The Obligation to Imagine

February 12, 2014 § Leave a comment

The Obligation to Imagine

When a writer enters into a world of historical fiction, he/she enters, as completely as possible, that historical time-frame.  If that world means the trenches of WWI, as in the case of A Generation of Leaves, then the writer must be there and summon the words to create that world. The characters must eat, sleep, and breathe that world and if it proves too much for human endurance, the characters escape literally or figuratively.  But, what right did I have at this remove, never having experienced the WWI reality, to imagine those  situations, those reactions, that dialogue? While I was writing, sometimes, those doubts would intrude, sometimes they would give me pause.  They never ultimately stopped me because, what can I say, I was on the trail.  I had caught the scent.  I had some blind faith, ultimately, in the truth of my imagination.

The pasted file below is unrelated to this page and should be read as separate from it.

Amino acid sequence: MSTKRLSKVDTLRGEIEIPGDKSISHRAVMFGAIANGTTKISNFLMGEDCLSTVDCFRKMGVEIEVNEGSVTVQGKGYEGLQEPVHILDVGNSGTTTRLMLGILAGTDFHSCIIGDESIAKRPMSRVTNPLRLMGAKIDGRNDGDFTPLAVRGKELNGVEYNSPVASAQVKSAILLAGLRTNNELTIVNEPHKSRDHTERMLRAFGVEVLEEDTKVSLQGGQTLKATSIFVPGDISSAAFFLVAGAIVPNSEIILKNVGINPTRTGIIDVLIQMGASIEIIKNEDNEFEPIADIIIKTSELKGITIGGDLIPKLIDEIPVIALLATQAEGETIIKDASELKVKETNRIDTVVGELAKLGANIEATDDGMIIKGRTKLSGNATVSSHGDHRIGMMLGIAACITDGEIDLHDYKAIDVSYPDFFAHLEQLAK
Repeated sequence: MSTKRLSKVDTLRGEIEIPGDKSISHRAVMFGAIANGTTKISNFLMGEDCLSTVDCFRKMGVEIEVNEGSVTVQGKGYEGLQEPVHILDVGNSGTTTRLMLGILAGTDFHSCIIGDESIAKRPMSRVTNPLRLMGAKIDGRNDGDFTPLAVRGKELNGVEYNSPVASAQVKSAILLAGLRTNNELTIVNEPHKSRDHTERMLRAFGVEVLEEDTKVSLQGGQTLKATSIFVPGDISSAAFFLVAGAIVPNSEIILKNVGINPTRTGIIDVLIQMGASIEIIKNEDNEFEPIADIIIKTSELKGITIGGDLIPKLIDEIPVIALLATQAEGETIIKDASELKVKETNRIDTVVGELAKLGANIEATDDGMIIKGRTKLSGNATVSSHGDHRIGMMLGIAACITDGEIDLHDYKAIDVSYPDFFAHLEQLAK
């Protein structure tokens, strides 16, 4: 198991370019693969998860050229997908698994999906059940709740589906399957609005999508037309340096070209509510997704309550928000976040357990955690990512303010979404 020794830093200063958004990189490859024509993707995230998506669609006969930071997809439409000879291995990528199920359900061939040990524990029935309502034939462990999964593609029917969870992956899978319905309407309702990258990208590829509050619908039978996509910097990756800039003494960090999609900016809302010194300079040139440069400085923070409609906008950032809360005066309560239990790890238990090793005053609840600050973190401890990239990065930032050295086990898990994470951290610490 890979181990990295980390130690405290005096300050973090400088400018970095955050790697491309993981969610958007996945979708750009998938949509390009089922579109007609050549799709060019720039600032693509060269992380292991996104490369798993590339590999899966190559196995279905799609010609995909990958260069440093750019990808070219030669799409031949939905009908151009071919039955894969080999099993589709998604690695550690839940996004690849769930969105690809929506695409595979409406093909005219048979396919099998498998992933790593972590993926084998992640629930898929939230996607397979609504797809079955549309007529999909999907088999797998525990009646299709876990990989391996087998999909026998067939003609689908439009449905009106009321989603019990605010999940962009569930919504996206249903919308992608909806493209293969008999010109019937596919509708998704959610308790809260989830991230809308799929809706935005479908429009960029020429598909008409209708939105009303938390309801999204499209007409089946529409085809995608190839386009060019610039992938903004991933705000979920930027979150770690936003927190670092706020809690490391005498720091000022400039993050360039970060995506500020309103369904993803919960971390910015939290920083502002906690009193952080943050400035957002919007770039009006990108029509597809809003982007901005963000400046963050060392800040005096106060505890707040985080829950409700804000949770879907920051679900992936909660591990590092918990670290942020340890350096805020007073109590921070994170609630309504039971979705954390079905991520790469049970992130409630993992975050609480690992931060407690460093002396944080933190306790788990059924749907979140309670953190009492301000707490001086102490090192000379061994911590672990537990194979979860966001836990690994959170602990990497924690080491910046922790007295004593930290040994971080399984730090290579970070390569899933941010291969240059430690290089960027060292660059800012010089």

Recently I read an amazing essay in the New York Times written by Phil Klay, a former Marine who served in Iraq entitled, “After War, a Failure of the Imagination”.

In his moving and bold opinion piece, Klay states bluntly that you don’t honor someone by telling them, “I can never imagine what you’ve been through.” He makes a compelling case for neither civilians or soldiers being excused or excluded from discussion of war.

The imagination provides an empathic and stubborn ground for truths that we often too busily overlook or are afraid to face whether it be the horror of war or the shocking beauty of an ordinary gesture.


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